Recent approvals of Tagrisso in the first-line lung cancer setting have AstraZeneca management optimistic about the $3 billion sales target it set several years ago. But some analysts have higher hopes—and one just came up with a bullish estimate that’s out of the park.
UBS analyst Jack Scannell predicts in a Monday note that Tagrisso sales could surpass $5 billion by 2022 and reach $5.8 billion in 2023, with $2.5 billion of that in the U.S. That’s significantly higher than the crowd, Scannell pointed out, at 41% above consensus for 2023 sales globally, and 47% higher than 2023 estimates for the U.S.
Undeterred, Scannell crowned Tagrisso as AstraZeneca’s “most important drug,” and not just because of its top-line contribution. The drug is quite profitable, the analyst noted, modeling its gross margin at likely over 95% when all is said and done.
“It has relatively low incremental selling costs given Astra’s other lung cancer products, use in a very well defined patient population, and low competitive intensity plus good efficacy and tolerability among eligible patients,” Scannell says of Tagrisso.
Even though UBS is now way ahead of consensus on Tagrisso, Scannell figures other analysts will boost their estimates after they peruse new prescription data and the company’s second-quarter numbers.
First approved as a second-line therapy for EGFR-mutated non-small cell lung cancer, Tagrisso entered the first-line realm in the U.S. in April, and an EU nod followed in June. Scannell’s team is seeing a fast ramp-up in the first-line market already, he said. By the end of this year, UBS expects Tagrisso will win over 68% of eligible first-line patients, and by 2020, that number will shoot up to 95%, Scannell predicts. Before the first-line approval, Tagrisso reeled in $338 million in first-quarter sales.
The U.S. and European markets aren’t the only ones delivering for Tagrisso, either, the analysts pointed out. During AZ’s first quarter earnings call, oncology business head David Fredrickson said EGFR mutation prevalence rates in East Asian countries like Japan and China are 30% to 35%, far higher than around 15% in the U.S. and Europe.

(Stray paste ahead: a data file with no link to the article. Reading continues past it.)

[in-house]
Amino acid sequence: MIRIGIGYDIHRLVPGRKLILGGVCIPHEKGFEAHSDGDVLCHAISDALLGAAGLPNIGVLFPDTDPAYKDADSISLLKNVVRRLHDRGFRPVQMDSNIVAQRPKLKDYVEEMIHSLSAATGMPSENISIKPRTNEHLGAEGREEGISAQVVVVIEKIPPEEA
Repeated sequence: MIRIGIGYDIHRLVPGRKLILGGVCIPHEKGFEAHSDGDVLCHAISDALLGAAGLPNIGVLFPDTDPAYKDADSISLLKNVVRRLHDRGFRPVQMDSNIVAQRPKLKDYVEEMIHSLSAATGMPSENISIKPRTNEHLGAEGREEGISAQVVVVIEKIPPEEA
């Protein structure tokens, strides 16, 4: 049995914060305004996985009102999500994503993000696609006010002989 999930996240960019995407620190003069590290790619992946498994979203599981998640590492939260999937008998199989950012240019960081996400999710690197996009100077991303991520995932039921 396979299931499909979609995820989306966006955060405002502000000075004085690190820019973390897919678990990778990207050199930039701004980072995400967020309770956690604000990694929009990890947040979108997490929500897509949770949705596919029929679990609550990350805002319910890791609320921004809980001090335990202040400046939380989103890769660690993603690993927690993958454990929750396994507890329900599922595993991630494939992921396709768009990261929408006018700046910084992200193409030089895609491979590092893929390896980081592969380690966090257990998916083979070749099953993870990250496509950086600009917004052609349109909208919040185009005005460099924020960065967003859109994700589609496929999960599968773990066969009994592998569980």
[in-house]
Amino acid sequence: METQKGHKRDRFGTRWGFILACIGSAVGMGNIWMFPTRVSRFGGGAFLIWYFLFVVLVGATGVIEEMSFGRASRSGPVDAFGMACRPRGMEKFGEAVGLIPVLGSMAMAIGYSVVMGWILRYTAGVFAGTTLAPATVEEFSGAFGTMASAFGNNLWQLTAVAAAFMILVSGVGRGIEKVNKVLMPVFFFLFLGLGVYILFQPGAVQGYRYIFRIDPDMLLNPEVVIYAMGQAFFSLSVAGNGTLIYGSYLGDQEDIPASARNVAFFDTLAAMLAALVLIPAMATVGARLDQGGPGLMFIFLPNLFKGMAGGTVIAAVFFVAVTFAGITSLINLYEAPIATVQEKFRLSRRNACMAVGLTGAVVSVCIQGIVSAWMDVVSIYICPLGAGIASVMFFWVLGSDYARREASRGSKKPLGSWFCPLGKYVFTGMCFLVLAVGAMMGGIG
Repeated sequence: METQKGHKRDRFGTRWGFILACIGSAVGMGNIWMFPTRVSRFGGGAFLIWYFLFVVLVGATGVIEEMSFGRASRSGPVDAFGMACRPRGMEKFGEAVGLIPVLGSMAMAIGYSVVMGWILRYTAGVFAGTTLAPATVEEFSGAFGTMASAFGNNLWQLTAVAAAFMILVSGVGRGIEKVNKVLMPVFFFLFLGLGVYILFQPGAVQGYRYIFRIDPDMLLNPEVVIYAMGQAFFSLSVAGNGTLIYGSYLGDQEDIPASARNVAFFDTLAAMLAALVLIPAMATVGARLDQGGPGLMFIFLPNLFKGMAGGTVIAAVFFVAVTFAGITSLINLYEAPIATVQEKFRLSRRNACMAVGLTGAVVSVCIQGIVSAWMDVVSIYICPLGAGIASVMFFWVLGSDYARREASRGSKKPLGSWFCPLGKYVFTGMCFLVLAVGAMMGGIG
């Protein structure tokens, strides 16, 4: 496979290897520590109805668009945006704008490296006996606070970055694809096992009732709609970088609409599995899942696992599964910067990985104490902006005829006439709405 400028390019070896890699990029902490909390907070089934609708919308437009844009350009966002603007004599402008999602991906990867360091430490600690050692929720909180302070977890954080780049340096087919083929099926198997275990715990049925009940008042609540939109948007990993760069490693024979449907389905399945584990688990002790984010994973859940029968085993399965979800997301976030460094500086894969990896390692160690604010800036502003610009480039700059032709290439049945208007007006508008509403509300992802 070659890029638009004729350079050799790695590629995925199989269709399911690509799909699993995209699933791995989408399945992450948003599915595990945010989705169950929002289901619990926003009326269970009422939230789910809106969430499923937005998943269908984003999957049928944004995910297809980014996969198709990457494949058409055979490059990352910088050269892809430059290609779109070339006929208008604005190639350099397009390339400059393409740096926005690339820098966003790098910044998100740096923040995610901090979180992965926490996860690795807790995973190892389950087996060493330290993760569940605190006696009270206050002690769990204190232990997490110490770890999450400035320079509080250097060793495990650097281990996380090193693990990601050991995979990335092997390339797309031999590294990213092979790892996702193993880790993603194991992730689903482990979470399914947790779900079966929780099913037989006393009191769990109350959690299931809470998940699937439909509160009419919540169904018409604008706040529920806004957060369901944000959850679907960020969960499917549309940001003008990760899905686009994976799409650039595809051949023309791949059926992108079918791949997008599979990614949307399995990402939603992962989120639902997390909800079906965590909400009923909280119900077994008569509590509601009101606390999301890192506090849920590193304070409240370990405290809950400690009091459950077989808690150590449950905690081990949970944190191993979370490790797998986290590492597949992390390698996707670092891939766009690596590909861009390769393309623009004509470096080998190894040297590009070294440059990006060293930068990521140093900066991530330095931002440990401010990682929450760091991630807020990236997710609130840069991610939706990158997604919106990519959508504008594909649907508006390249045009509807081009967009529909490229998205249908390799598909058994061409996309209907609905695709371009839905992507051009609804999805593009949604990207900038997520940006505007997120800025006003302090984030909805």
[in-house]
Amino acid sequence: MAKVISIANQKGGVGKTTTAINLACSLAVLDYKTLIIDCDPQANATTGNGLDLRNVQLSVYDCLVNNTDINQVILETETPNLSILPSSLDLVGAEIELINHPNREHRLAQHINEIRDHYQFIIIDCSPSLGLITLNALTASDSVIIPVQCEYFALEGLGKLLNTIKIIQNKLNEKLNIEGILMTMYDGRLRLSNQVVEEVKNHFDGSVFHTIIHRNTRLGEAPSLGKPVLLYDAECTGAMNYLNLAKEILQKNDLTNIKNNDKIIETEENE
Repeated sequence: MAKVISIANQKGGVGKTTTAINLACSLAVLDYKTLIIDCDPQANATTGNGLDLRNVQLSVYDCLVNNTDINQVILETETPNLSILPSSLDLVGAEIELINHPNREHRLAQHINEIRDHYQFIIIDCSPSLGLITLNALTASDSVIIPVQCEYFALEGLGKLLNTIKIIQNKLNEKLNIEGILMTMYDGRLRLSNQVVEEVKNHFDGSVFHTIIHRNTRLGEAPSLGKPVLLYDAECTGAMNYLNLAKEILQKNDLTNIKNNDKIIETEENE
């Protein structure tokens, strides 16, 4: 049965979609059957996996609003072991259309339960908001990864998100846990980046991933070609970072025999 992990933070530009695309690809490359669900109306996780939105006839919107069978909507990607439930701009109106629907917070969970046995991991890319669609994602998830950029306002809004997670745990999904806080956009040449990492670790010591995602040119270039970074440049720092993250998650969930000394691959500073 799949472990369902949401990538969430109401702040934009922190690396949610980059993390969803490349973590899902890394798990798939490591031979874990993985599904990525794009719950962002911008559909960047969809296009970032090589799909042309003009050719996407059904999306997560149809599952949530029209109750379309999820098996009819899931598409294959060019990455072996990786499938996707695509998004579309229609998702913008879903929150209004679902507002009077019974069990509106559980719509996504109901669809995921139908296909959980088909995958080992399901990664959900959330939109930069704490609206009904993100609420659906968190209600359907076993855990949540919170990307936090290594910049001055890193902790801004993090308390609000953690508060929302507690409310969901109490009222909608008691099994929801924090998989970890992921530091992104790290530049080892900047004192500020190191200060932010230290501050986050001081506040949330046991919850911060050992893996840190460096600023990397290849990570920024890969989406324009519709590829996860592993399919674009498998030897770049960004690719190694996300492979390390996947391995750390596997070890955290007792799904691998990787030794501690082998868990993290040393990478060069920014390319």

AstraZeneca recently rolled out Tagrisso in China and expects an additional first-line nod from the Japanese regulator later this year. Scannell’s team currently estimates Japan will be worth about 45% as much as the U.S. market for the drug. China will be worth about 20% as much as the U.S., mainly because of the huge price cuts AZ is expected to take to get the drug onto the country’s national insurance program.
Companywide, the UBS analysts raised their 12-month price target on AZ shares to £56 from £45.5. It also upped 2026 earnings targets for AstraZeneca by 13%.
One goal AZ may not meet? A core operating margin of 35% by 2023, UBS said. That’s because of the company’s recent penchant for licensing out assets. As a recent example, the company sold off Seroquel and Seroquel XR rights in Britain and China to China’s Luye Pharma. While the strategy can get AZ quick cash up front, it could drag down the company’s future profits.
“[Our analysis] suggests that consensus underestimates the future profits that are forgone when Astra trades them for up-front payments. The risk is either markets see the problem and reduce long-term profit forecasts, or else Astra makes pre-emptive cuts to [externalization revenue and other operating income], forcing a cut in near-term consensus,” Scannell writes.
By Angus Liu
Source: Fierce Pharma
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